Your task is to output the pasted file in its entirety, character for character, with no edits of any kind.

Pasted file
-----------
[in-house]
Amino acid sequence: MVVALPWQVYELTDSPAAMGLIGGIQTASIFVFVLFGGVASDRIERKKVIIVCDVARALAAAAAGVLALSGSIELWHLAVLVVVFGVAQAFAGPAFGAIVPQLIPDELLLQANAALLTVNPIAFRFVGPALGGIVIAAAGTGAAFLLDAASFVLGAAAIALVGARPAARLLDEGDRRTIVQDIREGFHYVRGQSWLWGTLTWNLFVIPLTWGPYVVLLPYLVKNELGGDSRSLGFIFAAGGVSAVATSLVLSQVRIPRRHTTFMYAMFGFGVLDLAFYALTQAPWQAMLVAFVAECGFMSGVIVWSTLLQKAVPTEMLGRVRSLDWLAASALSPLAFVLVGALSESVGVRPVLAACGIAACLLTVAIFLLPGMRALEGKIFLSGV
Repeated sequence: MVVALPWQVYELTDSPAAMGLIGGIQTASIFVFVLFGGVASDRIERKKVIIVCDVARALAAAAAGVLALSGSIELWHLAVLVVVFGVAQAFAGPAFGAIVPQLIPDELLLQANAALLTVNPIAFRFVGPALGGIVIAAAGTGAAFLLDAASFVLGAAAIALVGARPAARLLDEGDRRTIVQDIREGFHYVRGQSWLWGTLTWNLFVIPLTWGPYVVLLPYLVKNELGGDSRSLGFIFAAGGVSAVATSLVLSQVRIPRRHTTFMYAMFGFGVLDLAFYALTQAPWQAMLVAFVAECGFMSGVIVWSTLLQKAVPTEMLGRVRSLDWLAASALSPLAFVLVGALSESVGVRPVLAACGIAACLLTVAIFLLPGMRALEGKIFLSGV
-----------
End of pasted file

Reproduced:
[in-house]
Amino acid sequence: MVVALPWQVYELTDSPAAMGLIGGIQTASIFVFVLFGGVASDRIERKKVIIVCDVARALAAAAAGVLALSGSIELWHLAVLVVVFGVAQAFAGPAFGAIVPQLIPDELLLQANAALLTVNPIAFRFVGPALGGIVIAAAGTGAAFLLDAASFVLGAAAIALVGARPAARLLDEGDRRTIVQDIREGFHYVRGQSWLWGTLTWNLFVIPLTWGPYVVLLPYLVKNELGGDSRSLGFIFAAGGVSAVATSLVLSQVRIPRRHTTFMYAMFGFGVLDLAFYALTQAPWQAMLVAFVAECGFMSGVIVWSTLLQKAVPTEMLGRVRSLDWLAASALSPLAFVLVGALSESVGVRPVLAACGIAACLLTVAIFLLPGMRALEGKIFLSGV
Repeated sequence: MVVALPWQVYELTDSPAAMGLIGGIQTASIFVFVLFGGVASDRIERKKVIIVCDVARALAAAAAGVLALSGSIELWHLAVLVVVFGVAQAFAGPAFGAIVPQLIPDELLLQANAALLTVNPIAFRFVGPALGGIVIAAAGTGAAFLLDAASFVLGAAAIALVGARPAARLLDEGDRRTIVQDIREGFHYVRGQSWLWGTLTWNLFVIPLTWGPYVVLLPYLVKNELGGDSRSLGFIFAAGGVSAVATSLVLSQVRIPRRHTTFMYAMFGFGVLDLAFYALTQAPWQAMLVAFVAECGFMSGVIVWSTLLQKAVPTEMLGRVRSLDWLAASALSPLAFVLVGALSESVGVRPVLAACGIAACLLTVAIFLLPGMRALEGKIFLSGV